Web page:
Both interesting and formative was the frequent personal stories, and discussions held around the dining table at home with many visiting Friends, often from overseas. The value of this became clear when we travelled to India and Europe for 7 months in 1967 visiting many Quaker connections and experiencing places and people that had been formative for our parents.

Our Quaker parents had strong opinions, and an authority built on life experience and clear values. As children we were expected to behave, to be responsible and think independently, but not directly told what to do. My response was to be patient, and to go with the flow.

Meetings for worship were often boring for a child, and sometimes full of suspense or confronting. Sitting still and quietly became a natural thing to do, and incredibly difficult for some. Yet, it was a wonderful time for reflection and thought. This is something I still value, and all too often absent in the modern urban world.

I cannot remember exactly when, but it must have been in the early 1970s when with some hesitation I joined a Young Friends week of being immersed in Aboriginal Redfern, visiting the Aboriginal legal and medical services, learning about injustice, inequality and activism, attending the local court, and singing “House of the Rising Sun” late at night. A group of us also unexpectedly met the police during a midnight walk around Redfern Park when this was definitely not a wise thing to do.

While a student in 1976, I lived as a caretaker in Hanna Lemberg’s house next door to Wahroonga Meeting House for some time while she was overseas. This brought regular participation in that meeting. After that, studies, interests and physical location conspired to remove me from any direct involvement with Quakers for a long time.

Since then, my contact with Quakers has at best been intermittent, punctuated by an occasional visit to Devonshire Street meeting on a trip to Sydney, and our memorable wedding conducted by Norman Talbot from the Hunter Valley meeting at the former Morpeth Anglican conference centre. We have also hosted a small number of Hunter Valley meetings at our Callicoma Hill eco-cabins, and participated in meetings at the Easter National Folk Festival in Canberra.

Having been born into a Quaker family has given me a lifelong insight and appreciation of important values. I have had a largely accidental journey, enjoying casual and opportunistic Quaker connections. I continue to appreciate the continuing, if distant community of interest. The silence, shared reflection, common shared values, and openness are an approach with which I feel comfortable, and very relevant to the contemporary world. Embracing social justice is also hard to forget for someone with Quaker roots.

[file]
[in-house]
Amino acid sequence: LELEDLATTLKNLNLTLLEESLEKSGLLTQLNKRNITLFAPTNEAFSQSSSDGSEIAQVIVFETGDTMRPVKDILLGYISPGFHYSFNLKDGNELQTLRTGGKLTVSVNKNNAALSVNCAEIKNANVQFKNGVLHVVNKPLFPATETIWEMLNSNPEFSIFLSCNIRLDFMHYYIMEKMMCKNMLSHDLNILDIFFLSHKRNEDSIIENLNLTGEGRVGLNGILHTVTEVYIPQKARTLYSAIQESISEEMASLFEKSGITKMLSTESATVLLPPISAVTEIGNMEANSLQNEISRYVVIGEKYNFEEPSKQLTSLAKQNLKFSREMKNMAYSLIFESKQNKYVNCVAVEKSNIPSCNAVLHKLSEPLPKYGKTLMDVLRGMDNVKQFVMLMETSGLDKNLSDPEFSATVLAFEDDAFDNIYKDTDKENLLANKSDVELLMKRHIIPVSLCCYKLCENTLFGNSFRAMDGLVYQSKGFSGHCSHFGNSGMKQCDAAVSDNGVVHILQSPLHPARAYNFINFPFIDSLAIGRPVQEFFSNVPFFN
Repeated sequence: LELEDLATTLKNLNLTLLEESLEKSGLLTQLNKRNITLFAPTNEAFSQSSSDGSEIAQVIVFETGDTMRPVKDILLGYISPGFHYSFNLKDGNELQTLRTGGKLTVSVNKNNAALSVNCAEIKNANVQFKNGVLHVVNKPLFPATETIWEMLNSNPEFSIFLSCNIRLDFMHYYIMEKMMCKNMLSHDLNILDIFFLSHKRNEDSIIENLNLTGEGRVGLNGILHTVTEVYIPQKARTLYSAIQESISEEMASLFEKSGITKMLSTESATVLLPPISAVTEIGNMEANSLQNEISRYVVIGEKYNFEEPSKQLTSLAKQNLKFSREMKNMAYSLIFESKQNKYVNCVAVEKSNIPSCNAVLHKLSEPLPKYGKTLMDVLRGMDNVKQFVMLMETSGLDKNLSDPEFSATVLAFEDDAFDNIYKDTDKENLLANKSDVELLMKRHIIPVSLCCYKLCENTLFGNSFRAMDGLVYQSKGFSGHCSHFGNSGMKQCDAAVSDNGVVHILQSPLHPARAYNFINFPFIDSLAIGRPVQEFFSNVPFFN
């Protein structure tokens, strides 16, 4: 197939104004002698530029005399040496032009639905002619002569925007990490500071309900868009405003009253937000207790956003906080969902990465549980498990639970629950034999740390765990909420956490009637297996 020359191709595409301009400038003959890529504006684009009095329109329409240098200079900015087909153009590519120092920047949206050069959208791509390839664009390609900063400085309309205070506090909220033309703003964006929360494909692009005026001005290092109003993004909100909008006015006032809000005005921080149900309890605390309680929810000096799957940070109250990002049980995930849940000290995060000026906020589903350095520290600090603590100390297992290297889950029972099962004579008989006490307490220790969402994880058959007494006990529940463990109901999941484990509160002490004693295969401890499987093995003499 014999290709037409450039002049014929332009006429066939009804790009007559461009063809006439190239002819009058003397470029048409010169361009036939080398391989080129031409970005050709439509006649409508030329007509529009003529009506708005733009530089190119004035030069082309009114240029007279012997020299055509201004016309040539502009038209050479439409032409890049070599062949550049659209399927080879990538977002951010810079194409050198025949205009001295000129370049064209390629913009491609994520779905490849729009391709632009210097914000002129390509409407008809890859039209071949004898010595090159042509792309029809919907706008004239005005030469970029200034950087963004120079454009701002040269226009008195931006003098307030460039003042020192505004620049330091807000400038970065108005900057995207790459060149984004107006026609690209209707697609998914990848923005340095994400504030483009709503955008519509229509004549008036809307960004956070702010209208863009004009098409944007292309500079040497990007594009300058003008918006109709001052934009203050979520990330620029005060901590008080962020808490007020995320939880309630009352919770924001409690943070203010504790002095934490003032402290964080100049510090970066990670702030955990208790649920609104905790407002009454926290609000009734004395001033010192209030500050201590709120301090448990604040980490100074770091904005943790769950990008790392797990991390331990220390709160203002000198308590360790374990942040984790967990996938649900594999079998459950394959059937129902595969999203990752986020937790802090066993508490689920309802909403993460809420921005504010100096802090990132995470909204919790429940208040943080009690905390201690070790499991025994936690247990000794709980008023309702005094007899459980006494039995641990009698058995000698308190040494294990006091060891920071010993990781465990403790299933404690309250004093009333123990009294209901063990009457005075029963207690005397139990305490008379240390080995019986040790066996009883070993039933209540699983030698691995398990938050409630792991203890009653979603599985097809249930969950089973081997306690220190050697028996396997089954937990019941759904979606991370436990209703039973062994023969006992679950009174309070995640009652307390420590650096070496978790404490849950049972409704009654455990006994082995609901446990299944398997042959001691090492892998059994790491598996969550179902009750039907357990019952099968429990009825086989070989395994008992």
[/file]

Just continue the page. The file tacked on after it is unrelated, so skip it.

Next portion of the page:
When casually walking past a Quaker meeting house on Gloucester Road during a 2015 visit to Bristol in the UK, the succinct statement in the artwork on the wall facing the street caught my attention – peace, equality, simplicity, and truth. These words and values resonated strongly.

With a third generation of our family now being introduced to Quakers, I wonder whether and how these values fit in a world that is increasingly rapidly changing, filled with conflict and tension, growing in inequality, over complex, and full of spin and superficiality. Most people are also disconnected from nature. Surely, the values that bring Quakers together are more relevant than ever. The strength of silence and reflection must be used to project a realistic alternative to the doubt and disillusion that exists with so many institutions, practices, and cultural norms. Perhaps this presents an opportunity.

The challenge is how to make the Quaker way and community accessible to more people, and to create a platform where its ideas, values, and institutions can build an alternative to the insecure and crumbling established world around us. Showing integrity, respect and dignity while challenging today’s norms and often aggressive and unethical behaviour, provides a unique opportunity for Quakers going forward.